The INPA, in collaboration with other organizations, has taken several important measures over the years to prevent the extinction of the griffon vulture, such as running an extensive management program; providing contaminant-free food in supplementary feeding stations; individually tracking vultures with GPS transmitters; and raising and releasing captive-bred griffons to the wild – led by Miller and fellow INPA avian ecologist, Ohad Hatzofe.

The Porsim Kanaf (Spreading Wings) project, for example, is a joint collaboration of the INPA, the Society for the Protection of Nature in Israel (SPNI), and the Israeli Electric Company (IEC) and was born out of the electrocution issue. The project was established in 1996 to protect and rehabilitate the vulture population of northern Israel and thus prevent their complete extinction in the North.

“In the past, high-voltage electrocutions of the vultures and other large raptors were a huge problem,” Hatzofe told the Magazine.

“However, the Israeli Electric Company took responsibility and provided insulation for high-voltage wires, which helped scale down the number of dead and injured vultures dramatically,” he explained.

OTHER PRECAUTIONS that have helped southern Israel’s vulture population remain stable include steps taken by the Israeli Air Force (IAF). In the Negev Highlands, Hatzofe noted that the IAF is careful not to fly too low in the area to prevent collisions with the vultures and disturbances to their environment. However, in a rare incident, last summer a griffon vulture collided with an Apache helicopter whose pilot was flying in an authorized corridor. The pilot was forced to carry out an emergency landing in the Sde Boker area, and the vulture died. As part of the Porsim Kanaf project, which places satellite transmitters on Israel’s critically endangered birds of prey, authorities were able to figure out what happened, thanks to a satellite transmitter attached to the downed griffon vulture.

Other man-made obstacles arise, according to Hatzofe, when hikers do not keep to the marked trails and use drones to film their hikes, in addition to leaving behind garbage, all of which also harm the vultures and their habitat.

Furthering public awareness about the plight of Israel’s vultures took a unique turn last summer when INPA teamed up with Nesher Malt, Israel’s popular root beer company which has the image of the vulture on its blue sky label and is its namesake (nesher means “vulture” in Hebrew). In a special campaign that eventually went viral, Nesher Malt removed the image of the vulture from its label as a way of alerting the public’s attention to the endangered vulture. The company put out a limited edition of its new bottle label and was able to engage the public and the media in a meaningful conversation. Everyone from media personalities from Israel’s major news networks to the average grocery shopper and Instagram users were talking about the missing vultures from the familiar blue labels and what could be done to help. Following the campaign, the Environmental Protection Ministry designated $7.5 million to INPA for a four-year program aimed at saving the vulture population. The funding will go toward establishing safe feeding stations and the cleaning up of garbage and unsafe farm animal carcasses close to the nesting spots of the vultures, in areas where local governance is limited, such as the Bedouin communities of the Galilee, Golan Heights, Wadi Ara, and the Negev.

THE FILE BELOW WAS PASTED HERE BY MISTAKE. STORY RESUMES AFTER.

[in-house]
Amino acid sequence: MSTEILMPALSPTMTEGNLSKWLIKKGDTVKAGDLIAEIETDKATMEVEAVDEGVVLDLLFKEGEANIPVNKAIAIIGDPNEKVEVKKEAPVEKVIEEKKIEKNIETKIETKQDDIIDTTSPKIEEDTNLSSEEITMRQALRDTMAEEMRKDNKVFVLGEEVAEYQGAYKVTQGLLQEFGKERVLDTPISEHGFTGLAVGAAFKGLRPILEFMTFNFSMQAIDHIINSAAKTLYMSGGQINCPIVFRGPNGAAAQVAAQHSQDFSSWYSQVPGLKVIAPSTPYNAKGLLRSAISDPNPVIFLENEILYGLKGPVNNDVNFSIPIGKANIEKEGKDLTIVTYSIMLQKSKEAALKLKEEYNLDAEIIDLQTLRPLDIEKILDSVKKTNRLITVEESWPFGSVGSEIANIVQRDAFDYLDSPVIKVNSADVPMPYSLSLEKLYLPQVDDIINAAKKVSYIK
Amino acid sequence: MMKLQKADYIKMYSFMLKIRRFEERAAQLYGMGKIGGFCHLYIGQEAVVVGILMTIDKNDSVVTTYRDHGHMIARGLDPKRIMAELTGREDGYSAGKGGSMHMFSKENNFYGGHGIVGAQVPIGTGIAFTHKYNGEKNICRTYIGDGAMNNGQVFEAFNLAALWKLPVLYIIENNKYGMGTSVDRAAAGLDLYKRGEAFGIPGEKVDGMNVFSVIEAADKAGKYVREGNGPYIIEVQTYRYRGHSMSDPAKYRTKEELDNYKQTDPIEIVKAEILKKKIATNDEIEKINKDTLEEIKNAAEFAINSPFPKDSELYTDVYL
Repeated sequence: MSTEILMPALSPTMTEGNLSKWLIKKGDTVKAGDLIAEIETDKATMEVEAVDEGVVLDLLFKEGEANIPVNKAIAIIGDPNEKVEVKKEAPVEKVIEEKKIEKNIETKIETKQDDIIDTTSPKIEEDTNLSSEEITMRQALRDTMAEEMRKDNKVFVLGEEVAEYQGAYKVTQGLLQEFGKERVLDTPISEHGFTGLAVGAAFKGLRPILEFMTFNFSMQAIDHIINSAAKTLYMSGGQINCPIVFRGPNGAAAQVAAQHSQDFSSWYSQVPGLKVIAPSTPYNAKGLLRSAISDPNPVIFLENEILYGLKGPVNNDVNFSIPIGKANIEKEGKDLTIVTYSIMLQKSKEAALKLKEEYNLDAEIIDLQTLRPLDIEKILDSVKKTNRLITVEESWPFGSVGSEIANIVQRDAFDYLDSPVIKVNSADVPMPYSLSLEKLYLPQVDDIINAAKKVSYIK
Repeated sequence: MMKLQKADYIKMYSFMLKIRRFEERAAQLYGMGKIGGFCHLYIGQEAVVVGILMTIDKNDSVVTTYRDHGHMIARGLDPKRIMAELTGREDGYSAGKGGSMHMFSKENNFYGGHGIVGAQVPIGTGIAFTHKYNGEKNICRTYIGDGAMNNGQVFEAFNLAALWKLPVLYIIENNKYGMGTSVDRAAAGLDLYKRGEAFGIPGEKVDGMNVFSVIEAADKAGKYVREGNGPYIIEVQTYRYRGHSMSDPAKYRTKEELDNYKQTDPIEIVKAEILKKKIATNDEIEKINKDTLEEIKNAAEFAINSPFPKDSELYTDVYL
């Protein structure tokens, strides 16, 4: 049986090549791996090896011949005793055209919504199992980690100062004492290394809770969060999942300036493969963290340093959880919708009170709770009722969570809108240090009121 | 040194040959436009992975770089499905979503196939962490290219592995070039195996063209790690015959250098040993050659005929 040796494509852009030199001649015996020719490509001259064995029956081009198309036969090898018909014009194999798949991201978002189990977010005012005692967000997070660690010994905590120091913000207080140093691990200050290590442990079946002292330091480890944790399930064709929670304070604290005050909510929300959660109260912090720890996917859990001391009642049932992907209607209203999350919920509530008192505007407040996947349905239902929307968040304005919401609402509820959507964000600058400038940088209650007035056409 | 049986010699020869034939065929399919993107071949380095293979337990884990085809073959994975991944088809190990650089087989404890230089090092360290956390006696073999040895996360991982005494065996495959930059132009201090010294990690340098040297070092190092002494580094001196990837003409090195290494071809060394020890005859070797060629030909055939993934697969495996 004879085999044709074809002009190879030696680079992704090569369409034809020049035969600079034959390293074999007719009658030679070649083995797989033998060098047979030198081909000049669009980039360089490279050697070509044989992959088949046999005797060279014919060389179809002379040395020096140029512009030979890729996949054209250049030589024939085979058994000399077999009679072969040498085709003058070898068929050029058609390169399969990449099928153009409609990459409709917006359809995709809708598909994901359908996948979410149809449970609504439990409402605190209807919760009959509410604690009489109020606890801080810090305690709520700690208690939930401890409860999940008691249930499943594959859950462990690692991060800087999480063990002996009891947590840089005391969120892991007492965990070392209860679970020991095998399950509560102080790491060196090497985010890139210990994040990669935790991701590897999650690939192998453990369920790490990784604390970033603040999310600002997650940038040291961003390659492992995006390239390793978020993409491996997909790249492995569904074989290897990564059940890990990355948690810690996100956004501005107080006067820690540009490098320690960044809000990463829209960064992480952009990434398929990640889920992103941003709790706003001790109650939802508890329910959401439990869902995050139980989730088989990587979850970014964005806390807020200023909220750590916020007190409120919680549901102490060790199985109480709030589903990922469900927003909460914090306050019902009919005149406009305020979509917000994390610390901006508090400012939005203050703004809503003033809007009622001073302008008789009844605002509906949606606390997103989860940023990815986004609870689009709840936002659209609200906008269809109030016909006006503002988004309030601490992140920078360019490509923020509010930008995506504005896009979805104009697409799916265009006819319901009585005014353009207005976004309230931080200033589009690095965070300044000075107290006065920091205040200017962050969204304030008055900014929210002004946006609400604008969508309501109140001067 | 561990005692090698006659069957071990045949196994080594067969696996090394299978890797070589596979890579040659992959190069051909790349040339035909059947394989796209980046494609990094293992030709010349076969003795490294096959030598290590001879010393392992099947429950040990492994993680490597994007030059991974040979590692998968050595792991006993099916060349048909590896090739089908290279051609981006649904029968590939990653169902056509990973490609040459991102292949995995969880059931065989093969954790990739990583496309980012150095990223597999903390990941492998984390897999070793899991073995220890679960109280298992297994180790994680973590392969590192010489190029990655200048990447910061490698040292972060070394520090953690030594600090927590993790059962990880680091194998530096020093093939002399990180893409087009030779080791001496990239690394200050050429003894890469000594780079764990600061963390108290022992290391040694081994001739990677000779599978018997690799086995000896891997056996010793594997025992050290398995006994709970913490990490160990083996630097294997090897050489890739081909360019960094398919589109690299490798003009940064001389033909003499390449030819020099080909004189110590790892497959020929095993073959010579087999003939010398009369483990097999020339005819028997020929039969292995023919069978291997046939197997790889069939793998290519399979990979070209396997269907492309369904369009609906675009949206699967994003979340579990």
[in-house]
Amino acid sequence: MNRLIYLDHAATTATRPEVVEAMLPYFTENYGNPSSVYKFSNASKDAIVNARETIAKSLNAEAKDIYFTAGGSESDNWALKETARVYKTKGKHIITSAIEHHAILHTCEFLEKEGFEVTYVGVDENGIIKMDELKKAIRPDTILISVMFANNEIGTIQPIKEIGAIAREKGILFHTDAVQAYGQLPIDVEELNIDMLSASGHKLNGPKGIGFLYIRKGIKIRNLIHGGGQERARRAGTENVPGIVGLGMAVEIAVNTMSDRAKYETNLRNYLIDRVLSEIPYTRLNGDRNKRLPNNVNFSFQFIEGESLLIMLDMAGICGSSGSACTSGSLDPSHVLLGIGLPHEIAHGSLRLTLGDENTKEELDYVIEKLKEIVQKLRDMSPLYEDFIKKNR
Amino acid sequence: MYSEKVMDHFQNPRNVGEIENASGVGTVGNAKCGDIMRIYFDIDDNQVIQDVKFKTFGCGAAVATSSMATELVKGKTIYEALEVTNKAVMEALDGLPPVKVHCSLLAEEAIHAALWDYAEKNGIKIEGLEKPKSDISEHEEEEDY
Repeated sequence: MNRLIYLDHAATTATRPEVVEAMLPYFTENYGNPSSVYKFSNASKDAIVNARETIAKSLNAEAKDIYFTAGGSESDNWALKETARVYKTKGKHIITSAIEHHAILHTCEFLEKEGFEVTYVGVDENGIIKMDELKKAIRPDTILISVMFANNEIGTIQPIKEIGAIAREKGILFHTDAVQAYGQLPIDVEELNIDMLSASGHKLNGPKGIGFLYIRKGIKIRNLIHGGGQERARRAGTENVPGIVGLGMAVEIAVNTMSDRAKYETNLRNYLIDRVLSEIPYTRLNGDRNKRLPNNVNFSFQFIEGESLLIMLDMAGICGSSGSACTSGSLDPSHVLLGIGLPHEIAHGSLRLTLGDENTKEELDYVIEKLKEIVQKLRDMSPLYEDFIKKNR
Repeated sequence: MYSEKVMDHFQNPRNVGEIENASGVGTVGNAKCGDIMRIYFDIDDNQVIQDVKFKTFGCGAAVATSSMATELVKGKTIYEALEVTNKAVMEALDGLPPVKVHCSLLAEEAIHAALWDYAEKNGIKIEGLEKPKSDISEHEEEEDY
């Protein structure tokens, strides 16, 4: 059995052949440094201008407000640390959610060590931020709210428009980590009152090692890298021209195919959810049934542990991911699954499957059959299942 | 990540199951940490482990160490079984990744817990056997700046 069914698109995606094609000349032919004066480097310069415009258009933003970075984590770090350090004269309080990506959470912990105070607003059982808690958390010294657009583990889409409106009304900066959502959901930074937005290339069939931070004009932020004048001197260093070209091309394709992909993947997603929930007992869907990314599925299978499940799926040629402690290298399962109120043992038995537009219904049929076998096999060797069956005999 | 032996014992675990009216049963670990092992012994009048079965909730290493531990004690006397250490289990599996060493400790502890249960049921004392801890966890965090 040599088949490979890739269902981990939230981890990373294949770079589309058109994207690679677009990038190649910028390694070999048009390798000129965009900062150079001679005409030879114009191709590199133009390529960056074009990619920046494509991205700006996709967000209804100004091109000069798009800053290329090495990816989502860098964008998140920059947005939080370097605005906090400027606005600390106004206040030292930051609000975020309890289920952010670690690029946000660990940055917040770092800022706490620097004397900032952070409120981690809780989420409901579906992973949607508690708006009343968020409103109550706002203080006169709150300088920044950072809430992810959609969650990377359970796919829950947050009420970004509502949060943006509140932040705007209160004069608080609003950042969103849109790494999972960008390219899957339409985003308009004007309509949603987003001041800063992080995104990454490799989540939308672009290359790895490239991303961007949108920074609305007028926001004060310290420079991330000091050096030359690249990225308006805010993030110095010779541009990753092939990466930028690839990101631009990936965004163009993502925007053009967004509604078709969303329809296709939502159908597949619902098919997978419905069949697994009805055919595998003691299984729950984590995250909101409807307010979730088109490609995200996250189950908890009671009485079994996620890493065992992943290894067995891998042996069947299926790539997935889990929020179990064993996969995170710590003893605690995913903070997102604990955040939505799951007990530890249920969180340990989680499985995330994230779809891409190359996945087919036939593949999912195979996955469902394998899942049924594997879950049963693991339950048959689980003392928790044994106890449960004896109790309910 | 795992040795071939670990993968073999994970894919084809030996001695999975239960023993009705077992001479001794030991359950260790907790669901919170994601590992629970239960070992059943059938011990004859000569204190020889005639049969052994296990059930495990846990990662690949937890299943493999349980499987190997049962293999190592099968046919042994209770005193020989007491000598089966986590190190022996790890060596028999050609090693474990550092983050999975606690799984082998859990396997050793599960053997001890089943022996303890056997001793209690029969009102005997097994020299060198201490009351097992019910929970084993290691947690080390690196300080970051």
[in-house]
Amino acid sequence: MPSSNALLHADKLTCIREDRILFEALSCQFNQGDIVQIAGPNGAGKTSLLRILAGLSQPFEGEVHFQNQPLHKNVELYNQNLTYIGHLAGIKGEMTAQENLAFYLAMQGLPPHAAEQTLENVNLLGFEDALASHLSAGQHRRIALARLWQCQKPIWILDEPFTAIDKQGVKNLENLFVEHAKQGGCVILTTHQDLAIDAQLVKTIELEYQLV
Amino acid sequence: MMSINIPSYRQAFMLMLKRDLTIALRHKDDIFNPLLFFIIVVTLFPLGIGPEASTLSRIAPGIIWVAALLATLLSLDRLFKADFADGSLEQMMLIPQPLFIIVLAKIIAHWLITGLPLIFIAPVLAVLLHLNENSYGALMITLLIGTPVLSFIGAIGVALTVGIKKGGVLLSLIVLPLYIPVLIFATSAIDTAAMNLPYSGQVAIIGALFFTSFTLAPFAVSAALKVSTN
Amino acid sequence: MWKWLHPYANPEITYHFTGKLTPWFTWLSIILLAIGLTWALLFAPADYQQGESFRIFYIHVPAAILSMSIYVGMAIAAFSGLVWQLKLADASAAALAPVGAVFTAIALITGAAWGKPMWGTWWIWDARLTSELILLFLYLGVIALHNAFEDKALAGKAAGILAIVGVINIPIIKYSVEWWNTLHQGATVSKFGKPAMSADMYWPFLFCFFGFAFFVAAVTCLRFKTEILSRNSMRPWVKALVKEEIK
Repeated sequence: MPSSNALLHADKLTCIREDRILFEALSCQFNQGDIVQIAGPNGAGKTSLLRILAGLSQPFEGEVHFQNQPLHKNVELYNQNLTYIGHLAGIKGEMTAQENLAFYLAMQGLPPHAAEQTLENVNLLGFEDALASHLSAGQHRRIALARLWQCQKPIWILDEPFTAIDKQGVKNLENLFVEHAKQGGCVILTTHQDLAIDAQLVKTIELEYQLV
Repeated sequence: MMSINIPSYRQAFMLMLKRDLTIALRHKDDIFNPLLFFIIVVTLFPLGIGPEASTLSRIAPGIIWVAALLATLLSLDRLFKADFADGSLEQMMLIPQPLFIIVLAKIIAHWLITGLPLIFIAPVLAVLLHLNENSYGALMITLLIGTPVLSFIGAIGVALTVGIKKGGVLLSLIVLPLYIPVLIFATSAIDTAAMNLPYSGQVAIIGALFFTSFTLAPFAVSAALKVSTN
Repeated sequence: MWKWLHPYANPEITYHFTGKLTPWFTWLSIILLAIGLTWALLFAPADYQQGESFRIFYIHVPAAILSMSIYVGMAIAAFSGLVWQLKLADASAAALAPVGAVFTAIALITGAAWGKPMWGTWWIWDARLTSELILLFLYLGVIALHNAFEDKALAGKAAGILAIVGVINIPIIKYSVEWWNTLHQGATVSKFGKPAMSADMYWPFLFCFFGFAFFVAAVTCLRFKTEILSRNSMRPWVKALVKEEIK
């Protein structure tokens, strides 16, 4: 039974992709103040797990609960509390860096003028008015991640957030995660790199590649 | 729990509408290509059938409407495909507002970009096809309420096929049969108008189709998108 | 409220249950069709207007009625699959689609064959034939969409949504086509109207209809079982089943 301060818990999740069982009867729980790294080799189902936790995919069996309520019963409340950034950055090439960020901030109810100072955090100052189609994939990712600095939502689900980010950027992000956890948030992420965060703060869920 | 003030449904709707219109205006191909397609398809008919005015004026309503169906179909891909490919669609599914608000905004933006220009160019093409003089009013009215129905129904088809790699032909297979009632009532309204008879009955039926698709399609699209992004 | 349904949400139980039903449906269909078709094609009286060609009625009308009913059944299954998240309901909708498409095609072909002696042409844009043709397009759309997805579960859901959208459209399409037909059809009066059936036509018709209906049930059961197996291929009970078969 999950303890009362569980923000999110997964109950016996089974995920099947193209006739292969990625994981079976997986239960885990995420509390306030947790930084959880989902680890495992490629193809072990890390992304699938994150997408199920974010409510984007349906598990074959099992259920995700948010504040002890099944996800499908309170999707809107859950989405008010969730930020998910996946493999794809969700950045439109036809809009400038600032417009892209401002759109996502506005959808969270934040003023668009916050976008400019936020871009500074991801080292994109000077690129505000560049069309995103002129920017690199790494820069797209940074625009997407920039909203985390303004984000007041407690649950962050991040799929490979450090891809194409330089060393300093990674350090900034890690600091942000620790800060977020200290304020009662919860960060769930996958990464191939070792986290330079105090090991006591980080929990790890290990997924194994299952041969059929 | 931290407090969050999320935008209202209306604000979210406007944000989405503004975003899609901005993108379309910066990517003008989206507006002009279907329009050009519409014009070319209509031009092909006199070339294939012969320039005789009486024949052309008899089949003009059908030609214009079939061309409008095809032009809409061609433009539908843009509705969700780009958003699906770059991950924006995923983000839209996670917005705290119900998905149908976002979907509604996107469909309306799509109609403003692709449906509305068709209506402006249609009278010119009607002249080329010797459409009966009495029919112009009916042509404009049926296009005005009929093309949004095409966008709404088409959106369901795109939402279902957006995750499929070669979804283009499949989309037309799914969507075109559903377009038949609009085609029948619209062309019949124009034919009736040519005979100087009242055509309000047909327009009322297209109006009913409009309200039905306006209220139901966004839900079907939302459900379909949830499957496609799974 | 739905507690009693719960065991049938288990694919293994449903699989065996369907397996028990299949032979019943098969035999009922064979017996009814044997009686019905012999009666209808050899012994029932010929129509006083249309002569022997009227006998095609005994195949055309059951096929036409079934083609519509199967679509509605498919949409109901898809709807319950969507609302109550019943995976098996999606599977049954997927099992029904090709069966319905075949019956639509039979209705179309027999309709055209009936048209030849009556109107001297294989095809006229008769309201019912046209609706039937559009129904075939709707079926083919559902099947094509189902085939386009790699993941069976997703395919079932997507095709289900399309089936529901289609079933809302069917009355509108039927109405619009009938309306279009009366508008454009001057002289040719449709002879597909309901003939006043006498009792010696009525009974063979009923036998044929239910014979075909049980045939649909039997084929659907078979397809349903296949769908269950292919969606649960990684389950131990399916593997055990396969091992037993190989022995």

“The budget we approved will help establish the infrastructure required to achieve these goals, thus streamlining the protection of the vultures against poisoning,” said Environmental Protection Minister Idit Silman last year.

For local residents of Midreshet Ben-Gurion, raising awareness and instilling the young members of society with a meaningful appreciation for the vultures is critical.

Berger told the Magazine how she and her husband, Haim, organized a campaign last year at the local elementary school, where students created stickers and magnets with slogans to save the vultures and handed them out to tourists and locals.

“It’s terrible to imagine that one day we may wake up to a sky without vultures,’’ Berger said.

“We want to raise a generation of kids that care about their surroundings and will work to protect the wildlife and nature around them,’’ she said.

It is not surprising, therefore, that seniors at the local High School for Environmental Studies in Midreshet Ben-Gurion created an impressive figure of a vulture made from recycled materials, including tires for wings, for their annual Purim Adloyada parade in 2023 and subsequently donated it to the INPA.

“The awareness and knowledge of the vulture situation is so important – for farmers, extreme sports enthusiasts, hikers, students, and, of course, the general public,” added Miller.

“It’s not just our fight – it’s everyone’s. The presence of these vultures is a reflection of our souls – you look up and see vultures soaring. That is a moving experience that humankind has enjoyed for thousands of years, since biblical times. Let’s not let it end now,” concluded Miller.

Henry Baker Tristram would surely have agreed.  

Anav Silverman made aliyah from Calais, Maine, in 2004. She works as an English teacher in Midreshet Ben-Gurion, where she lives with her family.